(Reuters) - A U.S. appeals court on Tuesday rejected a challenge to President Barack Obama’s 2012 executive action granting deportation relief to immigrants brought to the United States illegally as children, upholding a lower court’s earlier ruling.
A panel of the New Orleans-based 5th U.S. Circuit Court of Appeals found that the plaintiffs in the case - the state of Mississippi and a group of Immigration and Customs Enforcement officers upset by White House directives - had not shown they had been sufficiently harmed by the rule to keep the case alive.
“We conclude that neither the agents nor the state of Mississippi has demonstrated the concrete and particularized injury required to give them standing to maintain this suit,” the decision stated.
The ruling comes as the same appellate court prepares to hear the Obama administration’s appeal of a challenge to a landmark immigration overhaul unveiled last year that would let up to 4.7 million illegal immigrants stay without threat of deportation.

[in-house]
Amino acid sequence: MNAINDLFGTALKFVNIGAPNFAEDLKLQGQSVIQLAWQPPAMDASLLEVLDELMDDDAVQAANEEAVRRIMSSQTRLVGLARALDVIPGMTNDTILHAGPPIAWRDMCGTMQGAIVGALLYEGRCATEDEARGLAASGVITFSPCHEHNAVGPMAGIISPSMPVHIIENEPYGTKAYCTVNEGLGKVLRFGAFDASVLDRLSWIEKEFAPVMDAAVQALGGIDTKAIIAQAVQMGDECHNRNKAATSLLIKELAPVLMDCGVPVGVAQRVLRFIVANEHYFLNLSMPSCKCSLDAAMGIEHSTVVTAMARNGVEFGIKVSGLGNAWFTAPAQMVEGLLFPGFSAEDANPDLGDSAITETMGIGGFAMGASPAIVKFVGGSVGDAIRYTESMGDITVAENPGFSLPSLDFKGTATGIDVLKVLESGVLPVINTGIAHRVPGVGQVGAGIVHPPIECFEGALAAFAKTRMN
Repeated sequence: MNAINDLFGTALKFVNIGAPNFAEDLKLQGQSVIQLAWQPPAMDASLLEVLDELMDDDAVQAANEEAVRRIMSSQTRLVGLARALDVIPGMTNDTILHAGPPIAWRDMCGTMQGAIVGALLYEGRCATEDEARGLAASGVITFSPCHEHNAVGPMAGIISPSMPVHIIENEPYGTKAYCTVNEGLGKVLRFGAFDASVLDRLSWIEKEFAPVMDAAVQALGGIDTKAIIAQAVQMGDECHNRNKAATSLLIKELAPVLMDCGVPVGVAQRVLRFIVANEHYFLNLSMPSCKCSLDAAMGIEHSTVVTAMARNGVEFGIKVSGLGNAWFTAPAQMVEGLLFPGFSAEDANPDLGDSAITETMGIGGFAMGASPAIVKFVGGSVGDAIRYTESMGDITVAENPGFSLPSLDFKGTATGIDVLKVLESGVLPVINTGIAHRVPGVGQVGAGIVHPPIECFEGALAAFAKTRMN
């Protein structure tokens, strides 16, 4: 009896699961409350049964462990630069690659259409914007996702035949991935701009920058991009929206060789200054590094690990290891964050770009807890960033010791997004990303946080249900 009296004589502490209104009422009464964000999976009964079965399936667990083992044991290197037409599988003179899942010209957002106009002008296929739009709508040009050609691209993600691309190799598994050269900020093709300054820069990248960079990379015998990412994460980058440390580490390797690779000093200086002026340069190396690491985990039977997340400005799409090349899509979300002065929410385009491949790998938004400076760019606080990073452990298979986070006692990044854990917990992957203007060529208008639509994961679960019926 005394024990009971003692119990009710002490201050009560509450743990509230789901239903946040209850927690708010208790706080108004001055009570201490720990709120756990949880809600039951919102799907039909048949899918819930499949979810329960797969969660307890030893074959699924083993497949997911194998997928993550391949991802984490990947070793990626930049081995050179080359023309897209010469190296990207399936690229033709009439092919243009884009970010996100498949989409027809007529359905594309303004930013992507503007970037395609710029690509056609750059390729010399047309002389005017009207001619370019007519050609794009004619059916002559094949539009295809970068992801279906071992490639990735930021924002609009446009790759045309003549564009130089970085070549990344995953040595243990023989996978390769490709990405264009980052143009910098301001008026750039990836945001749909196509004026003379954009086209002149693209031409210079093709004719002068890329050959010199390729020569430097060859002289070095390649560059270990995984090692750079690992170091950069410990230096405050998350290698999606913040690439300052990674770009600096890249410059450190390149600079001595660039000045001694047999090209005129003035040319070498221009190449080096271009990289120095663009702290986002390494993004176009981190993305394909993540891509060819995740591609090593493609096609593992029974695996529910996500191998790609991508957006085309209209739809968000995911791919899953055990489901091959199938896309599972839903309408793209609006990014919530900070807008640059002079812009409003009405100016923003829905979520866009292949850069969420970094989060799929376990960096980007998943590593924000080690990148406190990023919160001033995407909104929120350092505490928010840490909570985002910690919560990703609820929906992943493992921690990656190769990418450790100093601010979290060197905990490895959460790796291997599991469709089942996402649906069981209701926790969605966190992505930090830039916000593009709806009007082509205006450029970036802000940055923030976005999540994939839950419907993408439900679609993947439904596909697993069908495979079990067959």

That overhaul was put on hold in February, when a federal judge in Texas ruled that Obama had failed to give adequate public notice of his plans.
In the case stemming from the 2012 executive action, Mississippi had sought to show it had standing as a plaintiff by arguing illegal immigrants drained state resources, while the ICE agents said they were being forced to violate their oaths to enforce the law.
A federal district court judge had earlier dismissed the case, but had found the ICE agents had standing as plaintiffs.
Additional reporting by Lawrence Hurley in Washington; Reporting by Jonathan Kaminsky in New Orleans; Editing by Eric Walsh